Locals Remember Hindenburg's Destruction

Sunday, May 06, 2007

Most of those who were there are gone, but 70 years later, memories of the Hindenburg crash remain strong.

It was 70 years ago May 6, 1937, that the hydrogen-filled German dirigible Hindenburg crashed in a massive ball of fire in Lakehurst, New Jersey. Thirty-five of the 97 people on board were killed, along with a Navy crewman on the ground.

Robert Buchanan was a 17-year-old member of the ground crew that day and remembers it vividly. He says there was no explosion, just intense heat as he ran to get away. He says he was spared a severe burn because the heavy sweater he was wearing had been drenched by rain. Buchanan says he never even saw the actual crash.

A burst of flames roared across the surface of the mighty German airship only a hundred or so feet above him, and Buchanan remembers his hair getting singed as he ran for his life.

"It was a piff-puff, just like someone would leave the gas on and not get the flame to it," said Buchanan, one of the last living members of the ground crew that were helping the Hindenburg land.

"I ran quite a distance because the heat, the flame, kept shooting out ahead of me," said Buchanan, of nearby Tuckerton. "And I really didn't think I was going to make it, frankly."

The huge airship - more than three times longer than a modern Boeing 747 - was engulfed in flames and crashed in less than a minute. Camera shutters clicked, newsreel film rolled and a radio station broadcaster recorded the memorable phrase, "Oh, the humanity!"

With an 804-foot-long, fabric-covered, metal frame filled with more than 7 million cubic feet of lighter-than-air hydrogen, the Hindenburg was cutting-edge technology, "the Concorde of its day back in 1936 and '37," said Carl Jablonski, president of the Navy Lakehurst Historical Society. Jablonski said the Hindenburg would later be referred to as the "Titanic of the sky."

The historical society is holding a private 70th anniversary memorial service Sunday at the crash site in Lakehurst, about 40 miles east of Philadelphia.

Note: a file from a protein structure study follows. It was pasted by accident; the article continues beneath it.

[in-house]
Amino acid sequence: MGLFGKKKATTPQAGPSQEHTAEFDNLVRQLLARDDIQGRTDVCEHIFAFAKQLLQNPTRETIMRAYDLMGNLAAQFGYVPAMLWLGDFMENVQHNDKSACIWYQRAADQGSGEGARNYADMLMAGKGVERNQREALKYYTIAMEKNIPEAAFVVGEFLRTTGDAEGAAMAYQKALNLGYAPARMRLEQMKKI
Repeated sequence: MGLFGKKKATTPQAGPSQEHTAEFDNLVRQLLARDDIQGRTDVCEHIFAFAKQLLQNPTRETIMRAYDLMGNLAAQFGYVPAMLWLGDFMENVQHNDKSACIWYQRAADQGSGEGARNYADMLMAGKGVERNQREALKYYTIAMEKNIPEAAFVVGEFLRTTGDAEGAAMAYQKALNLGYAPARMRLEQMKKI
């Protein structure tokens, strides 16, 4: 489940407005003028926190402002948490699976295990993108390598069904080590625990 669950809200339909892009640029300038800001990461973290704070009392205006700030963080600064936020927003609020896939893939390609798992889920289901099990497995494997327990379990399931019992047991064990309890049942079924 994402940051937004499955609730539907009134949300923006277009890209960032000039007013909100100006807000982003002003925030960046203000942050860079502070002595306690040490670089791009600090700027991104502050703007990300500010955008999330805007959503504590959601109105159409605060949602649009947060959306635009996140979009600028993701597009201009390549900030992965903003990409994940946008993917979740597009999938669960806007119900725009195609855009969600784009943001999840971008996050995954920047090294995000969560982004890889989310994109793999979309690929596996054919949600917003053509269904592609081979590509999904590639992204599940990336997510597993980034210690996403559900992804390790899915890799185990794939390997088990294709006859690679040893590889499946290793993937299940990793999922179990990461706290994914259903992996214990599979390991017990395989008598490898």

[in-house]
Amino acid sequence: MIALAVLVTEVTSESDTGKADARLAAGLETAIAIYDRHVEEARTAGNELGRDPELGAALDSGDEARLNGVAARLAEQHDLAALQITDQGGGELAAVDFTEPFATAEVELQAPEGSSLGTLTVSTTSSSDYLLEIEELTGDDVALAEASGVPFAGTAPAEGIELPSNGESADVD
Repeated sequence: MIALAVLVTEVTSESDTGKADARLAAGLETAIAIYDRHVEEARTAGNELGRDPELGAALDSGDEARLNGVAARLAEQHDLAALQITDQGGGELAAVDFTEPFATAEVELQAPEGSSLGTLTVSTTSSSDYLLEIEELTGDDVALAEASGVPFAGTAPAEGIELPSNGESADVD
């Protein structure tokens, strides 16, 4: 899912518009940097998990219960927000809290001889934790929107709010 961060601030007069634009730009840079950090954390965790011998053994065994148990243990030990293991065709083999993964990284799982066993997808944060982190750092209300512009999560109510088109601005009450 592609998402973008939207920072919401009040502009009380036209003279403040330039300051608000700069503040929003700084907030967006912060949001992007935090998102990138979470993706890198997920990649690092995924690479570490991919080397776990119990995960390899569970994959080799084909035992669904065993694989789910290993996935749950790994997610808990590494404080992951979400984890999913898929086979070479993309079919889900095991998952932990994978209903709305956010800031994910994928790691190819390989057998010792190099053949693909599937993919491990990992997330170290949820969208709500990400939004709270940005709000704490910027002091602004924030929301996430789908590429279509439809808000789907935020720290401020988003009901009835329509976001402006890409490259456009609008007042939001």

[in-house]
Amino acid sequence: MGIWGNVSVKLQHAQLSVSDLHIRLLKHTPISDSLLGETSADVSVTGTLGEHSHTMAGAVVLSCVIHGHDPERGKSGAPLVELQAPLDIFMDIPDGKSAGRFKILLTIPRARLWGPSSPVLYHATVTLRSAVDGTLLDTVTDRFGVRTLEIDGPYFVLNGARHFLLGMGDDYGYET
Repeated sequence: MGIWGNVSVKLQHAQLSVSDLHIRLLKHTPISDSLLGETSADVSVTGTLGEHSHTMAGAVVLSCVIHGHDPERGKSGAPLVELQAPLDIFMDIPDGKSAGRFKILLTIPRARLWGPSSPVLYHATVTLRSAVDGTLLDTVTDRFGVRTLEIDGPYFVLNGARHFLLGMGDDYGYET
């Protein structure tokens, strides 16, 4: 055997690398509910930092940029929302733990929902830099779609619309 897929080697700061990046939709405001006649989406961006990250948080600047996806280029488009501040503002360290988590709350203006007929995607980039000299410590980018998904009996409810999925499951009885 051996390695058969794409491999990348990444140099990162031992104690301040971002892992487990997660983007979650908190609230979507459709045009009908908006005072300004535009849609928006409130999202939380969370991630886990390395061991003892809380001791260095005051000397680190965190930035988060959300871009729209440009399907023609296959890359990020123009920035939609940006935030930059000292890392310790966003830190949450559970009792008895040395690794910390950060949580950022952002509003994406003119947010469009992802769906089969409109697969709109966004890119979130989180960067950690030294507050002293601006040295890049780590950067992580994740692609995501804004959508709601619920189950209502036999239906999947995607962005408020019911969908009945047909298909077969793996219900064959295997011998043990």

A swastika-emblazoned billboard for Nazi Germany, the Hindenburg offered a trip across the Atlantic that took half the time of the standard four- to five-day ocean liner trip, said Rick Zitarosa, a vice president for the historical society. Before the crash, it had carried more than 1,000 passengers on 10 successful round trips between Germany and Lakehurst in 1936, on top of additional trips to Brazil the same year.

"It was the most luxurious experience in the air, before and since," Zitarosa said.

Hindenburg passengers ate gourmet meals off fine china, drink French and German wines, and even smoke in a pressurized room.

The Zeppelin company, the German company that ran the airship service, had to use flammable hydrogen to fill the Hindenburg because of a U.S. embargo on nonflammable helium.

On May 6, 1937, more than a thousand sightseers had gathered in Lakehurst to see the Hindenburg, carrying 61 crew and 36 passengers, after its first trans-Atlantic voyage of the year. The Hindenburg was in a rush to land and take off again, because a larger load of passengers was waiting. But for hours, rainy weather had delayed the landing.

As the Hindenburg came in and started dropping lines, Associated Press photographer Murray Becker raised his camera to get a shot of the giant, silver airship as it started to land.

"He was just going to make a nice picture of a dirigible coming in. And then it blew, right when he had his finger on the shutter," recalled Marty Lederhandler, 89, an AP photographer of 66 years who was working in the wire service's New York darkroom when the Hindenburg crashed.

Zeno Wicks Jr., 86, of Louisville, Ky., was 16 when he and his father, a Goodyear engineer who was driving their car onto the base, saw a flash of fire engulf the airship.

"My father was cursing, and saying that he hoped the man he was going to meet was all right. And it turned out, he wasn't," Wicks said.

The cause of the crash is still debated. The most accepted theory is that static electricity from the day's storms led to the ignition of the hydrogen.

On the base in Lakehurst, a plaque and marker in the middle of an old airship landing area, its World War II-era pavement cracking, shows where the Hindenburg met its end.

In the distance, the massive Hanger No. 1, built by the Navy in 1921 to house airships, is used for training and storage. But since 2004, it has also housed an information center, which the Navy Lakehurst Historical Society runs in partnership with the military.

Last year, about 15,000 people visited the information center, and had a chance to see old newspaper clippings, a metal girder from the Hindenburg, and silverware blackened from the fire, according to Jablonski, the historical society president.

The memory of the crash also stays alive because it was so tragic. As with the Titanic, it's a story of human beings pushing technological limits, and failing, said Rick Archbold, a Canadian author who has written about major disasters.

For Buchanan, then a teenager working on the ground crew to earn some extra cash and get out of school for a day, the crash is something he will never forget.

"A thing like that, you pretty much, in detail, you remember everything," he said. (Copyright 2007 by The Associated Press. All Rights Reserved.)

(Copyright ©2014 by The Associated Press. All Rights Reserved.)

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